When I was pregnant with my daughter Lilly, I had all the usual anxieties about becoming a parent. But I also had a lot of questions about what was going to happen to my own body. Will I pee when I laugh? Will my labia and breasts hang down to my knees? None of the parenting books covered all the stuff I really wanted to know. Now that I’ve been through it, I take every opportunity to talk about pregnancy, the “fourth trimester” postpartum period after birth, and breastfeeding because these have been the most amazing chapters in my life to date – and by far the most mysterious. Fortunately, I learn something new every day from experts such as Dr. Jennifer Lincoln, a renowned obstetrician and gynecologist, and partner in my quest to help every prospective parent learn the real deal.

In this episode of the Sex, Body, and Soul podcast, Dr. Lincoln and I talk about her new book, Let’s talk about Down There, touching on several important topics your doctor probably never told you. On the podcast, she dishes about common misconceptions around pregnancy, gives tons of helpful hints about important topics such as poop, sleep, and breastfeeding, and walks through how to tell the difference between the common postpartum baby blues (wanting to throw your partner out the window) and anxiety (like checking on your baby every 5 minutes to make sure it is still breathing, as I did) and the more serious postpartum depression.

It is shocking to me how many myths and misconceptions exist, and how many women have to figure things out for themselves, even in the age of books like What to Expect When You’re Expecting. For instance, did you know it’s common to experience changes to size, shape, and color of your vulva and labia when you’re pregnant? I didn’t! I had so many questions: Can I have sex during pregnancy without hurting the baby? (Yes! Unless your health care provider has identified a reason you should not). Is vaginal bleeding after pregnancy sex normal? (It can be, but if you have any worries, contact your provider). Will my vagina ever go back to its old size after pushing out a baby? (Yes! It’s basically a tube of muscles designed for exactly this. But in any case, your clitoris – the only organ created exclusively for women’s pleasure – is unaffected by childbirth so you can enjoy sex again when you are ready, usually 6 weeks after a vaginal birth).

Here is just a small sample of what we discuss on the podcast:

  • First, my favorite: poop! Constipation during pregnancy is incredibly common, particularly in the early days. This happens because progesterone levels are rising, which slows down the intestines. Unfortunately for me and my fellow uterus owners, bloating often accompanies constipation because more water is absorbed during the slow ride through the intestines. Sure it can be a bummer, but you’re making a human, so things are bound to get messy at times. Lifestyle changes such as keeping active, staying hydrated, and increasing fiber intake can help for many women (yes, the old standby prunes can help). If you still need relief, stool softeners are another good option to try before bringing out the big guns.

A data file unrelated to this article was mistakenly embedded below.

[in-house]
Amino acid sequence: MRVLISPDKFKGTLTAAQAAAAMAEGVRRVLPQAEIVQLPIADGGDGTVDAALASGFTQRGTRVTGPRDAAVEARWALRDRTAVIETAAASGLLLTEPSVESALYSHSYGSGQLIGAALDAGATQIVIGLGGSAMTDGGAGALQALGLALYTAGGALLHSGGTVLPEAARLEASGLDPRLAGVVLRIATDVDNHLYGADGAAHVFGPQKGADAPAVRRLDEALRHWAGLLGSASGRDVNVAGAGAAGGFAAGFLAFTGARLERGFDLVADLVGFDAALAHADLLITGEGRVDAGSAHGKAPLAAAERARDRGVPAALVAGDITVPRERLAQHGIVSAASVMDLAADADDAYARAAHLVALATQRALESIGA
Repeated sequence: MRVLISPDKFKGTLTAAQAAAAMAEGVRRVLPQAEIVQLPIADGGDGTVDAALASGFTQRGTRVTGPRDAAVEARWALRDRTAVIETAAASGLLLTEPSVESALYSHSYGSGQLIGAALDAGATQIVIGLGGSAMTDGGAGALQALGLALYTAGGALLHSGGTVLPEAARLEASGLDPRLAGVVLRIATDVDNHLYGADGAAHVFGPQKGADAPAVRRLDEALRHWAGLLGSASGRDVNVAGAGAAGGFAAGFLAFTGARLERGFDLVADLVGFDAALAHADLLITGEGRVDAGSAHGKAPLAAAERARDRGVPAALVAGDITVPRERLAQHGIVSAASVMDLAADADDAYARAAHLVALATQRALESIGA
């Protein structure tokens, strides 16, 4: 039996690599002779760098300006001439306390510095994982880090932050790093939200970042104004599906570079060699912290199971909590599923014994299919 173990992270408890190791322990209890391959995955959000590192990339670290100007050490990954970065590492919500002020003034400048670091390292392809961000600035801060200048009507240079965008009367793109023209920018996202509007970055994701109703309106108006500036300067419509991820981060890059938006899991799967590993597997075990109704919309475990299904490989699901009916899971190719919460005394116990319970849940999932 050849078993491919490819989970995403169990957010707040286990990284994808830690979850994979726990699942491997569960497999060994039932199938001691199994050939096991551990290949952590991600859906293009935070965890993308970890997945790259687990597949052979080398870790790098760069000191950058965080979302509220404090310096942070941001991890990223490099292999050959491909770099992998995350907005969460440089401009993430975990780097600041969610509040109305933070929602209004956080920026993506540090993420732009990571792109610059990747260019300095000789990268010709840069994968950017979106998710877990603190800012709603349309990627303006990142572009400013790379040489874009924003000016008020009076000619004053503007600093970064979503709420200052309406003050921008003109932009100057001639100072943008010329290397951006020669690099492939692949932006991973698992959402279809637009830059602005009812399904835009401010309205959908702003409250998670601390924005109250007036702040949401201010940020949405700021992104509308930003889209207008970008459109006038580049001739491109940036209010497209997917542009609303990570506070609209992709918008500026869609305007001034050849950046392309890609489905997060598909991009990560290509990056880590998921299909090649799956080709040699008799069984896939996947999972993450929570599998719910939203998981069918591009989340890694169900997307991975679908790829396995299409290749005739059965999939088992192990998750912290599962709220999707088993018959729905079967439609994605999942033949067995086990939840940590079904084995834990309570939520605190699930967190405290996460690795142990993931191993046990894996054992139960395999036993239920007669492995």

• Sleep. For anyone who has ever spent time around a baby, you know how important this is. Unfortunately, it turns out that many women experience pregnancy insomnia in the days and weeks prior to birth, generally when they were hoping to stock up on valuable sleep. Whaaaat? Pregnant women can take mild sleep aids such as melatonin if necessary, but the best way to treat pregnancy insomnia is to try to identify why it is happening and take it from there. For instance, if a woman can’t sleep because she is uncomfortable in her growing body, a pregnancy pillow can be a lifesaver. Personally, I preferred my pillow to my then-husband!
  • Breastfeeding. Sure, it may seem like the most natural thing in the world, but for women whose babies don’t latch easily, it can feel like someone is taking razor blades to their nipples. Seriously. Fortunately, you can prepare for this by talking to your provider before the birth, making sure the place you plan to deliver (and your provider) has lactation consultants so your baby can, at a minimum, get your colostrum (the small amount of breast fluid available immediately after birth, before your milk comes in). Colostrum is a superfood full of immune, growth and tissue repair factors.

If you are a uterus owner or love a uterus owner, you will want to listen to this podcast. You can also help yourself or a loved one prepare for a successful pregnancy and “fourth trimester” postpartum period by getting them a Body Agency ovulation kit, pregnancy tests, and of course, Dr. Lincoln’s new book, Let’s Talk About Down There

As always, thanks for listening. I hope you learned something – I know I did!


We Recommend